Glute Lab is More Comprehensive in General
Glute Lab clocks in at nearly 500 pages of information on the importance of glute training, the art & science of strength and physique training, periodization, programming, and an extensive exercise guide.
Simply put: I don’t think Bret leaves any stone unturned in Glute Lab.
Glute Lab Table of Contents
Glute Lab is broken up into five parts, each with three to six chapters of specific sub-topics for a total of 21 chapters.
The five parts are:
- the importance of glute training
- the science of strength and physique training
- the art of strength and physique training
- periodization and programs
- exercise glossary
Strong Curves Table of Contents
When you compare this to Strong Curves’ table of contents, you can see that Glute Lab was truly a next-level effort. Strong Curves, while still a very solid text for women’s strength training, doesn’t even reach 200 pages of main content. Glute Lab is 3x longer.
In fact, Stephen Beaugrand and Paul Revelia (who studied exercise science in college) say the book is “like a textbook from school,” but is still approachable for people that just want to have a better butt. This is because it is not necessary to read the book cover to cover in order to incorporate Bret’s insights into your own training (or start training altogether), but if you want detail, this book delivers in spades.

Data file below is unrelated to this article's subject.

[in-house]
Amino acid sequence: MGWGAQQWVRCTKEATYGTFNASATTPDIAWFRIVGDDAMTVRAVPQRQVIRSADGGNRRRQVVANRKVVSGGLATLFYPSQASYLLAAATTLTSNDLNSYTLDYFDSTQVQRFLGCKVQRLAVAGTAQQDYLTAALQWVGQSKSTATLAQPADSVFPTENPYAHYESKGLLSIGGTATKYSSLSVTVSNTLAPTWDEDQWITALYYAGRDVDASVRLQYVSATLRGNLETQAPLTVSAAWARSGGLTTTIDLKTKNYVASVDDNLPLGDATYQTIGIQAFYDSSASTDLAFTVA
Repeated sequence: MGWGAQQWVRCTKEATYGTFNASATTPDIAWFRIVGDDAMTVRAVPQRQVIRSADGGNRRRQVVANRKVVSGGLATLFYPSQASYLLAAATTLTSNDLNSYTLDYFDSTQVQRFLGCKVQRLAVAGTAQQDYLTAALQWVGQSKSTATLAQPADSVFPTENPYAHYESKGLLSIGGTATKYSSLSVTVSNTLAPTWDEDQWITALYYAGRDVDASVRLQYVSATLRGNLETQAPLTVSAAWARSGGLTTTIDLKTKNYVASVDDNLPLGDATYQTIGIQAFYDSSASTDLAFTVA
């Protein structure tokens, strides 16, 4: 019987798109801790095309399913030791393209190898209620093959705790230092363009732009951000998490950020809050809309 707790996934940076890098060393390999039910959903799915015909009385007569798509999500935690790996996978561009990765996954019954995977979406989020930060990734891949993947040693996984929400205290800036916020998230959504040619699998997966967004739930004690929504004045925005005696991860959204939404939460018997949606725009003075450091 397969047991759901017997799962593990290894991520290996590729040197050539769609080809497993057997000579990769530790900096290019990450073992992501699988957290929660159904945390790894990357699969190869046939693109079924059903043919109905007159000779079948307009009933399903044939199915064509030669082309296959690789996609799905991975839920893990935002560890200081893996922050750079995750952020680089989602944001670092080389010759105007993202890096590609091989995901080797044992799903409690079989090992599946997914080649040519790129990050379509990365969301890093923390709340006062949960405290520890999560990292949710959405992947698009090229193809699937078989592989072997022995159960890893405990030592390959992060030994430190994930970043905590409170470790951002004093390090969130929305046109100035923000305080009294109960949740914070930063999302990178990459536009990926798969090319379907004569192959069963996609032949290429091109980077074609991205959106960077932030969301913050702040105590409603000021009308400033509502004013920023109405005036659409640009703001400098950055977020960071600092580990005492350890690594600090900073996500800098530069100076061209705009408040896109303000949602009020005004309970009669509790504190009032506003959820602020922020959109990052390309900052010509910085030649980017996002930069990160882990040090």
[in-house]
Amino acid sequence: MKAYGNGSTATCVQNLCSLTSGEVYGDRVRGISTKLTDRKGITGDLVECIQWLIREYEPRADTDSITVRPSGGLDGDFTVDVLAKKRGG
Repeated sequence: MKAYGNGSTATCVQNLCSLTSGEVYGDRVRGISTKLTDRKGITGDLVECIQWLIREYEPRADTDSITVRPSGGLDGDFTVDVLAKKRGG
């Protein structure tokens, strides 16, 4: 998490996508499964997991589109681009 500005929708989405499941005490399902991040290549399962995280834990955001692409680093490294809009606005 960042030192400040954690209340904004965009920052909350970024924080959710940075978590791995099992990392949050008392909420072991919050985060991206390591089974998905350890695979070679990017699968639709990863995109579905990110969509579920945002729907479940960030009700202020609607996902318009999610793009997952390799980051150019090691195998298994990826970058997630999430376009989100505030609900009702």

Their full thoughts on Glute Lab are below:
Glute Lab Has More Programs/Workouts
In terms of workouts, Glute Lab has at least 14 different program variations, including glute focused options for full body strength training, sports, bodybuilding, powerlifting, and, of course, beginner/intermediate/advanced programming.
Glute Lab Goes Into Greater Detail on Exercises
In Strong Curves, the back squat, front squat, and zercher squat are all covered on 1 page each. In Glute Lab, the back squat gets over 10 pages dedicated to proper positioning, muscle activation, common issues, and corrective actions. Glute Lab could truly teach someone how to squat with proper technique, whereas Strong Curves included fewer technique pointers. Other exercises, like the belt squat, are not covered at all in Strong Curves.